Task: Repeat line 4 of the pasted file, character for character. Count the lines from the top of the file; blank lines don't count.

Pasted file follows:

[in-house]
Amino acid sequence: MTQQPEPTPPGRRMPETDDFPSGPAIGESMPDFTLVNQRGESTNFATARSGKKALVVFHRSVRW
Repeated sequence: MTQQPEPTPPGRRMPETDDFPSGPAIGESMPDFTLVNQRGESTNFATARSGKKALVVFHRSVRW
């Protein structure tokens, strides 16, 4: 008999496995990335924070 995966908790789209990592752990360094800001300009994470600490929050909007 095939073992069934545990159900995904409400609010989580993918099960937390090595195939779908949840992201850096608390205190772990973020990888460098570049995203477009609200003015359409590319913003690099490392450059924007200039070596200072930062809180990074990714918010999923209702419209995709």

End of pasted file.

């Protein structure tokens, strides 16, 4: 008999496995990335924070 995966908790789209990592752990360094800001300009994470600490929050909007 095939073992069934545990159900995904409400609010989580993918099960937390090595195939779908949840992201850096608390205190772990973020990888460098570049995203477009609200003015359409590319913003690099490392450059924007200039070596200072930062809180990074990714918010999923209702419209995709």